When considering Voice of the Customer (VOC) initiatives in your organization, are you focused and asking the right questions? Lack of direction and unclear communications create results that produce failure for both the organization and their customers. The real goal of any organization is to be profitable, but when we donâ€™t really listen to the end-users of our product or services, failure is the typical outcome. The simple act of not listening has caused the decline of revenue and profit for organizations, that otherwise offer a superior service or product.
Ask a Customer the Right Questions
Customers simply are looking to satisfy basic human needs with our products or services. In todayâ€™s digital age, those communication channels are everywhere, coming into the organization through multitudes of channels. In the course of a simple conversation, a customer will easily divulge information that is vital to the success of the organization. The key is asking the right questions to get the conversation flowing.
To ensure success with the VOC program in an organization, there are three questions that will help you focus the research:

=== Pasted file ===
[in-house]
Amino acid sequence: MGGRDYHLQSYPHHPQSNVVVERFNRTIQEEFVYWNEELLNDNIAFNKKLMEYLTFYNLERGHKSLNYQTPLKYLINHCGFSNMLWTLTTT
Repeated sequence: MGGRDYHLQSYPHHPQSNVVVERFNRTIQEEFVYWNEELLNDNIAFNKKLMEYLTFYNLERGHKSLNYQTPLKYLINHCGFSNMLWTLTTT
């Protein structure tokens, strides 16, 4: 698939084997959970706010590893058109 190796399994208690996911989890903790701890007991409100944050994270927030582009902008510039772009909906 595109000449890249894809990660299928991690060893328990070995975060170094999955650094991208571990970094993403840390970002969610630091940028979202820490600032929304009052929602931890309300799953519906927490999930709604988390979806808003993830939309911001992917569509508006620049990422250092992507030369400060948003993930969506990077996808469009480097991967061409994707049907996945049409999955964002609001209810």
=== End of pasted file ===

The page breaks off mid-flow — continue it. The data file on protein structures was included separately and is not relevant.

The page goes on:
1. What do you want to know? – Have a clear understanding of what information you want from a customer conversation.
2. Who do you want to hear from? – Determining the right group of customers that can answer your questions is crucial.
3. What are you going to do with the information? – Understanding how you are going to take action with the information gathered is critical.
Translating the Conversations
Through these conversations, organizations typically gather generic customer needs. They must take those conversations and go on to translate these generic needs into specific items called critical-to-quality requirements (CTQs). To verify that the CTQs are specific enough, the true test is to ask, â€œCan a formula or detailed operational definition be written to describe this need?â€ The needs should be detailed enough that they allow practitioners to align improvement or design efforts with customer requirements.
If you do not understand what you specifically need to know, you run the risk of not learning anything productive or useful to your VOC efforts.
Check out the “Voice of the Customer and CTQ” video >>>